PURPOSE: Therapeutic soft contact lenses are used commonly as an adjunctive treatment after photorefractive keratectomy (PRK) to decrease postoperative pain caused by the movement of lids over the corneal epithelial defect and to facilitate epithelial healing. We assessed the microbiological profile of the conjunctiva of patients undergoing PRK for myopia, before and after the concurrent use of a therapeutic soft contact lens, and compared the effect on ocular bacterial colonization of prophylactic administration of topical tobramycin 0.3% versus ofloxacin 0.3%. METHODS: Forty-three consecutive eyes from 37 patients underwent PRK for myopia or myopic astigmatism. Eyes were assigned randomly to prophylactic antibacterial treatment with either topical ofloxacin 0.3% or tobramycin 0.3%, applied prior to surgery and three times daily after surgery until therapeutic soft contact lens removal. Material from the conjunctival sac was obtained for bacteriologic cultures prior to surgery. Clinical evaluation of all eyes was conducted prospectively. Three days after PRK, the therapeutic soft contact lenses were removed and cultured. Cultures from the conjunctival sac were then repeated. RESULTS: No statistically significant differences were observed in culture positivity between the two groups of eyes, in spite of some positive preoperative and postoperative cultures. Only one out of 43 eyes (assigned to the ofloxacin group) developed a peripheral corneal infiltrate. The corneal infiltrate healed completely without sequelae using antibiotic and corticosteroid therapy. CONCLUSIONS: The use of therapeutic soft contact lenses after PRK with either topical tobramycin 0.3% or ofloxacin 0.3% were well tolerated. However, perioperative positive conjunctival cultures were relatively frequent and prophylactic antibiotics should be used in the setting of an epithelial defect and therapeutic soft contact lens following PRK.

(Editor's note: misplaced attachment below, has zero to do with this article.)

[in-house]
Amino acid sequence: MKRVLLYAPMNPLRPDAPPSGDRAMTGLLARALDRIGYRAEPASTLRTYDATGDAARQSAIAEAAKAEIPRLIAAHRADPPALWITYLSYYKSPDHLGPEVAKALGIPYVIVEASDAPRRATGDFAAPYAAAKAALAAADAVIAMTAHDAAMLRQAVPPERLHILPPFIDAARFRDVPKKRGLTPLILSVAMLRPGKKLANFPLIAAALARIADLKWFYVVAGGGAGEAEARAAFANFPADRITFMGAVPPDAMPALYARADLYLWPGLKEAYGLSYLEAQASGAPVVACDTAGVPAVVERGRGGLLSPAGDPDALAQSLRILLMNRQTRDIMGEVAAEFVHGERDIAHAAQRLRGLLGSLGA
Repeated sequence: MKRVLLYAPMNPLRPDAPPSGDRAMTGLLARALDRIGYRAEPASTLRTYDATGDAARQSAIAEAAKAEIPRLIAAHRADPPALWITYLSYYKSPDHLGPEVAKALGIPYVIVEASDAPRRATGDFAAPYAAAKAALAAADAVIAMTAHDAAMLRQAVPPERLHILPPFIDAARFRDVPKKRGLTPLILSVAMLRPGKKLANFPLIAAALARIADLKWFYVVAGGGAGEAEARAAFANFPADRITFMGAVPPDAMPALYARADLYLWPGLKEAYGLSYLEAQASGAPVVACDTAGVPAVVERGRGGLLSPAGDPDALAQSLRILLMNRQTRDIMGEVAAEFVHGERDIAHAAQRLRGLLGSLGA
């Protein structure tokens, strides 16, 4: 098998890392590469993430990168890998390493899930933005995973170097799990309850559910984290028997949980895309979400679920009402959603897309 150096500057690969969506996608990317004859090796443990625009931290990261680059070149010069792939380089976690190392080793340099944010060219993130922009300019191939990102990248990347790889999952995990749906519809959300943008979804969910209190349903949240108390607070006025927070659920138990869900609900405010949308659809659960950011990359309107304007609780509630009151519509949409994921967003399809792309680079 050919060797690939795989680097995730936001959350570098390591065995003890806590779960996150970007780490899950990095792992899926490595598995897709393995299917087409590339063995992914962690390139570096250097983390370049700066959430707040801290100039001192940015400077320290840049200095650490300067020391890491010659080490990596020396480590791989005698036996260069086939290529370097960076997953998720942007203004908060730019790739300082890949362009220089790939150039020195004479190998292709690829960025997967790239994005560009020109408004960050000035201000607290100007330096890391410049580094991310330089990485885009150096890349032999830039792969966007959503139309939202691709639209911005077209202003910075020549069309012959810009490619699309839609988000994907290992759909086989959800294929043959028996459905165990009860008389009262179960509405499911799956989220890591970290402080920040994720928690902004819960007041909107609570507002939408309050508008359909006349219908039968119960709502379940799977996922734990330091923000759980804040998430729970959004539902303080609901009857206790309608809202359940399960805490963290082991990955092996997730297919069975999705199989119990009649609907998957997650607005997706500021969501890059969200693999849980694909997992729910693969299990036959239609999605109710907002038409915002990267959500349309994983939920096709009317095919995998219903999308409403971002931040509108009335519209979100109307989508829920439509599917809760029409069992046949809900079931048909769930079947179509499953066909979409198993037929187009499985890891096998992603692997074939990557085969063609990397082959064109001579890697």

|Number of pages||8|
|Journal||Journal of Refractive Surgery|
|State||Published - Feb 7 2001|
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